Temperament does not predestine one man to sanctity and another to reprobation. All temperaments can serve as the material for ruin or for salvation…It does not matter how poor or how difficult a temperament we may be endowed with. If we make good use of what we have, if we make it serve our good desires, we can do better than another who merely serves his temperament instead of making it serve him.
–Thomas Merton, Thoughts in Solitude
This passage from Merton caught my attention, because of my Four Tendencies framework for personality.
People often ask me questions like, “What’s the best Tendency?” “Which Tendency tends to be the most successful?” “Which Tendency has the happiest people?”
And I always answer, “There’s no best Tendency. Each Tendency includes people who are happy and unhappy, and successful and unsuccessful. What matters is that each of us harnesses the strengths of our Tendency and shores up the weaknesses, so we can have the life we want.”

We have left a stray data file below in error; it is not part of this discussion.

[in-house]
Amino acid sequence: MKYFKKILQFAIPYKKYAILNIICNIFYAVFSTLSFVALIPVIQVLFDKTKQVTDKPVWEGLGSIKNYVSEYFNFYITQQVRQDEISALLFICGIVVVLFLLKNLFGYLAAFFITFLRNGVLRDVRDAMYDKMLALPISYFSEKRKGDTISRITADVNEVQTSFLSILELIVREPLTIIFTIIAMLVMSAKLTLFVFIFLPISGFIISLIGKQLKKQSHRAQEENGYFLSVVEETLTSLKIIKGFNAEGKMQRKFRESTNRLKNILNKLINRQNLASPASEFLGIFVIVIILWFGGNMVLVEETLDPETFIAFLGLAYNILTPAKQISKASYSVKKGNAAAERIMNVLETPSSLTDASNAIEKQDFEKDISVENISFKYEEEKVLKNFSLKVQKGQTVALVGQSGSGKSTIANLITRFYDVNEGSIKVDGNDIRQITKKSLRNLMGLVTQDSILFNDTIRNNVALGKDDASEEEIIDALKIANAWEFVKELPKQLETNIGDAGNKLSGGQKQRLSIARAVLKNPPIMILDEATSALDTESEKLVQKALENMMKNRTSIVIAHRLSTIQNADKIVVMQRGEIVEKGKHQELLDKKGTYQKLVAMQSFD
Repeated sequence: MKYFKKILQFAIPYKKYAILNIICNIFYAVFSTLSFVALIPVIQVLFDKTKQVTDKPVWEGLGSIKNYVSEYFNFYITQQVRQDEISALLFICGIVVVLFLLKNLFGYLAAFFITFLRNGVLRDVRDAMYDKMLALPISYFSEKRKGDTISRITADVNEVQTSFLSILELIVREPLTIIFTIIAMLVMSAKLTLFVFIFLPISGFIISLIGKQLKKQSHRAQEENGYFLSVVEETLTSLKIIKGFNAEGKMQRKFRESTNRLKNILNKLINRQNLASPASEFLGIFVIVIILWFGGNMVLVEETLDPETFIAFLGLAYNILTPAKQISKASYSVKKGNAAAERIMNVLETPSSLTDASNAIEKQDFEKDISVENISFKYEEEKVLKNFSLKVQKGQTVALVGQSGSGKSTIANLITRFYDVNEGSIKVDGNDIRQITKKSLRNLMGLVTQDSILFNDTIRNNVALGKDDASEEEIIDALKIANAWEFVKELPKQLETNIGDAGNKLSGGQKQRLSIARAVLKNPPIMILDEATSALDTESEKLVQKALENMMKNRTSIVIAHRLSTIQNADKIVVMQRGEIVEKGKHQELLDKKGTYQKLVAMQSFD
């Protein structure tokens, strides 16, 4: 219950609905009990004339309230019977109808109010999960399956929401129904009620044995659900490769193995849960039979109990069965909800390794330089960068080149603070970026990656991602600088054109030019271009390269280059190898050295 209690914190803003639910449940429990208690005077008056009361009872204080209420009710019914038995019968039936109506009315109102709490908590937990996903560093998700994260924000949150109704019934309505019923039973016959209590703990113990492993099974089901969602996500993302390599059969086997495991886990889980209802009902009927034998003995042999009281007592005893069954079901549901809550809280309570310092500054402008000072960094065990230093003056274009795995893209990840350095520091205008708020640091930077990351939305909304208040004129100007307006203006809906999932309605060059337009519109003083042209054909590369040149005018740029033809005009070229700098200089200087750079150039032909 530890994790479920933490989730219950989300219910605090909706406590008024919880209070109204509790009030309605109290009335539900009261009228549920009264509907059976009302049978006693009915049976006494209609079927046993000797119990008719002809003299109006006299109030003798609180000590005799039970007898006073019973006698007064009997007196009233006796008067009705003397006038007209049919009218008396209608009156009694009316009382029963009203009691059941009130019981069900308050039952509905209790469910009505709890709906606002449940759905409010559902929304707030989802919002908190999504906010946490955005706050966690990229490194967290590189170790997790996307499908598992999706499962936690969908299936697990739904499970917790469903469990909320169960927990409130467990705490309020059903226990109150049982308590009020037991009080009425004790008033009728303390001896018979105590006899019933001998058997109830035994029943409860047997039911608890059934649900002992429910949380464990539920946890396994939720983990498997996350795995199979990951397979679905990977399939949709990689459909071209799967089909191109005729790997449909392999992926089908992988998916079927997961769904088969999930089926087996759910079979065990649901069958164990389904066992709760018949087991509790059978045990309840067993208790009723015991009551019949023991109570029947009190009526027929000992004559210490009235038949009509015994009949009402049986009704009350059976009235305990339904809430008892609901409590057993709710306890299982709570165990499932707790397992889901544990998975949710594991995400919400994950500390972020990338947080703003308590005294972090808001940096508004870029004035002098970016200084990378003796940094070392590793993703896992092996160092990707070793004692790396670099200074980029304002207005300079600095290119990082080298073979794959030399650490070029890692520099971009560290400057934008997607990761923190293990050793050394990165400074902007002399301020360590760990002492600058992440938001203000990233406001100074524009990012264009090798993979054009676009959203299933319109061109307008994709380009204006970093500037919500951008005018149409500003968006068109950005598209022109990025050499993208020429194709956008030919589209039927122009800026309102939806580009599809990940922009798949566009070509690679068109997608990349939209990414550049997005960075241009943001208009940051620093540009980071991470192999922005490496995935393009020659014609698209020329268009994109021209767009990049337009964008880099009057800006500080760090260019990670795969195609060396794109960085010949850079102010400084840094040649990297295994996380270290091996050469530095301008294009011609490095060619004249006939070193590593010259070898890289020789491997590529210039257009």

Which is what Merton is talking about: “If we make good use of what we have, if we make it serve our good desires, we can do better than another who merely serves his temperament instead of making it serve him.”
Merton was a Rebel, by the way. In the book that I’m writing about the Four Tendencies, I discuss his Rebeldom. It’s fascinating. A Trappist monk, and a Rebel. It’s not as surprising as you might expect.
(One of the great pleasures of my life is to pursue my minor obsessions. Some of these minor obsessions include color, the sense of smell, pain, and also Thomas Merton. I’ve read a lot about Thomas Merton.)